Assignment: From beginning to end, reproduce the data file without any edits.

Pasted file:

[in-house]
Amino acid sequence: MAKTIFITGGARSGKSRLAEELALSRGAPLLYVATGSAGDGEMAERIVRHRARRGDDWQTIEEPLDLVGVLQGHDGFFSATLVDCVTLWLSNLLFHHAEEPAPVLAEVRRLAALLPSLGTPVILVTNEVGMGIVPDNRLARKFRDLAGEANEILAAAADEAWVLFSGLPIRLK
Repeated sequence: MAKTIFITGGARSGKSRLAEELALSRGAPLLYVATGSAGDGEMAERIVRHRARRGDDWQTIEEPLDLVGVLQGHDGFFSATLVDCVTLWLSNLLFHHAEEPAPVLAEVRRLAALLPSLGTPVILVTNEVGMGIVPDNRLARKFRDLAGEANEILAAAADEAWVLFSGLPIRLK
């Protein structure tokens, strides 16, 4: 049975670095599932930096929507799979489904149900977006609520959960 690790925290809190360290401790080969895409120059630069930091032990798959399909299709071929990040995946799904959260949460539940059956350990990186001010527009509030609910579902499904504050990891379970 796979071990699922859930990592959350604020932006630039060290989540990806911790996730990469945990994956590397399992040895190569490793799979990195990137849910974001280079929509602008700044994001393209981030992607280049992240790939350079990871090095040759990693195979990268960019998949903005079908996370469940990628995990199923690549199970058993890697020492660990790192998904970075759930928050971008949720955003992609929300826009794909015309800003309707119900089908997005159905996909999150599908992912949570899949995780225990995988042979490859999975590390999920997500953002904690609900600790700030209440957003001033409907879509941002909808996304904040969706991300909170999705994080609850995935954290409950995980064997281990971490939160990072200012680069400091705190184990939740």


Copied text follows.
[in-house]
Amino acid sequence: MAKTIFITGGARSGKSRLAEELALSRGAPLLYVATGSAGDGEMAERIVRHRARRGDDWQTIEEPLDLVGVLQGHDGFFSATLVDCVTLWLSNLLFHHAEEPAPVLAEVRRLAALLPSLGTPVILVTNEVGMGIVPDNRLARKFRDLAGEANEILAAAADEAWVLFSGLPIRLK
Repeated sequence: MAKTIFITGGARSGKSRLAEELALSRGAPLLYVATGSAGDGEMAERIVRHRARRGDDWQTIEEPLDLVGVLQGHDGFFSATLVDCVTLWLSNLLFHHAEEPAPVLAEVRRLAALLPSLGTPVILVTNEVGMGIVPDNRLARKFRDLAGEANEILAAAADEAWVLFSGLPIRLK
């Protein structure tokens, strides 16, 4: 049975670095599932930096929507799979489904149900977006609520959960 690790925290809190360290401790080969895409120059630069930091032990798959399909299709071929990040995946799904959260949460539940059956350990990186001010527009509030609910579902499904504050990891379970 796979071990699922859930990592959350604020932006630039060290989540990806911790996730990469945990994956590397399992040895190569490793799979990195990137849910974001280079929509602008700044994001393209981030992607280049992240790939350079990871090095040759990693195979990268960019998949903005079908996370469940990628995990199923690549199970058993890697020492660990790192998904970075759930928050971008949720955003992609929300826009794909015309800003309707119900089908997005159905996909999150599908992912949570899949995780225990995988042979490859999975590390999920997500953002904690609900600790700030209440957003001033409907879509941002909808996304904040969706991300909170999705994080609850995935954290409950995980064997281990971490939160990072200012680069400091705190184990939740």